God’s Little Instruction Book is taking us back to Proverbs today, but unlike the past two forays into the Nation of Proverbia, this verse isn’t a stand-alone saying with no necessary connection to its neighbors. It’s part of a larger admonition from Solomon to a person he calls “my son,” encouraging him to pursue wisdom and eschew evil. That’s right: it’s context time.
This is a momentous occasion, fam. No, not Valentine’s Day: today we are breaking new ground. For the first time on Chocolate Book, we are cracking open the book of Ecclesiastes.
I can’t tell you how many times I’ve chucked the intro for today’s post. What’s worth saying? What words are going to be of actual benefit to you, the reader, and what words are just vacuous self-indulgence? Why even bother? I don’t know. Due to logistical necessities, we are back in the God’s Little Deconstruction Book series, and there’s nothing to do but move forward.
So, what verse does God’s Little Instruction Book have for us today? It’s none other than Proverbs 16:32, “He who is slow to anger is better than the mighty, and he who rules his spirit, than he who captures a city.” And this is one verse where taking a bird’s-eye view of its context will not lend us any particular insight into its meaning. There do exist passages in Proverbs which are not simply successions of maxims and wise sayings, but chapter 16 is not one of them.
Habakkuk concludes his book with his own words. He identifies them as a “Shigionoth,” which my NASB’s margin notes tell me is a highly emotional poetic form, thereby saving me the trouble of googling “Shigionoth.” Habakkuk’s prayer here actually reminds me of the first chapter of Nahum, insofar as it displays God’s power and greatness through his actions. It would seem Habakkuk has received some form of satisfactory answer to his questions: if not the information that he asked for, then at least a response that addresses his concerns. Let’s take a closer look at the character of his final words and see what’s changed.
That said, let’s dig into Paul’s closing words to the Thessalonian church. I’ve found that how I react to different passages in the Bible tells me things about myself, both in general and where I am in my life at that particular reading. What resonates with me, what comforts me? What makes me uncomfortable, what makes me put up my fists inside? What do I have questions about? For me, reading the Bible is often an experience in being forced to get honest with myself before God.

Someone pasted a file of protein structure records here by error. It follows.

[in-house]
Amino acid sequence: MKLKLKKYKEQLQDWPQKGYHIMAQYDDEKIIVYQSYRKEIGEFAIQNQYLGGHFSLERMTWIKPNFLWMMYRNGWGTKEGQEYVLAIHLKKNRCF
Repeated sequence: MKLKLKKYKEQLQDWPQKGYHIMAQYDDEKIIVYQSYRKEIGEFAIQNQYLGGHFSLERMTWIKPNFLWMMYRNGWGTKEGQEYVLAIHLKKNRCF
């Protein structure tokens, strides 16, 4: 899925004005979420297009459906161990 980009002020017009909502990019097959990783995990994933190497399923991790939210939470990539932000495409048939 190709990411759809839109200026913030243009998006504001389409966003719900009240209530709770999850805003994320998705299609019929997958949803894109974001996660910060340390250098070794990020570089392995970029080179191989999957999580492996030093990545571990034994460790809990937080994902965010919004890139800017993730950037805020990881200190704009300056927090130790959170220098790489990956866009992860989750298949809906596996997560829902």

Welcome to a new letter from Paul. He wrote this one to the church at Philippi while he was imprisoned at Rome. As I read through the first chapter, I found myself asking: how am I gonna talk about this one? Paul’s all over the place! One moment he’s expressing his gratitude for the Philippian church, then he’s talking about preaching the gospel to his captors while he’s imprisoned, then he’s talking about how some people are preaching the gospel out of selfish motives but he doesn’t care because people are still hearing the truth about Jesus Christ. And that’s not the half of it–he’s got more to say about suffering and sacrificing and how faith manifests itself in action, to the point where I ask myself, what’s the theme here? Is there a theme? What ties it all together? Then it hits me: the theme is Jesus Christ himself.
I’ve never been in a fistfight. One time I got into a tussle with my brother and shoved him into a pine bush (which I almost immediately regretted), but I’ve never thrown a real, honest-to-goodness, let’s-hurt-someone punch. David, on the other hand, has been in battles. He’s used a sling to kill lions and bears and a huge Philistine warrior; he’s picked up a sword and fought people who want to kill him. Dude wasn’t just a king and a musician, he was also a soldier. So, you know, psalms like Psalm 140 are a little foreign to me.
Once upon a time, a psalmist made a bet to see how many different ways he could say “Praise the name of the Lord.” He lost the bet, though, because he gave up halfway through, and that’s how we got Psalm 113. No, not really, but I have to write an introduction somehow.
Sometimes the psalm summarizes itself for you. Consider the opening lines of today’s psalm: “How blessed is the man who fears the Lord, who greatly delights in His commandments!” (112:1). The rest of the psalm is basically a litany of blessings for the man who fears the Lord. He receives a well-established family tree, material wealth, a good legacy, victory over his adversaries, and more. But let’s zero in on a verse in the middle of the psalm, characterizing this man of many blessings. The man is merciful–and a creditor.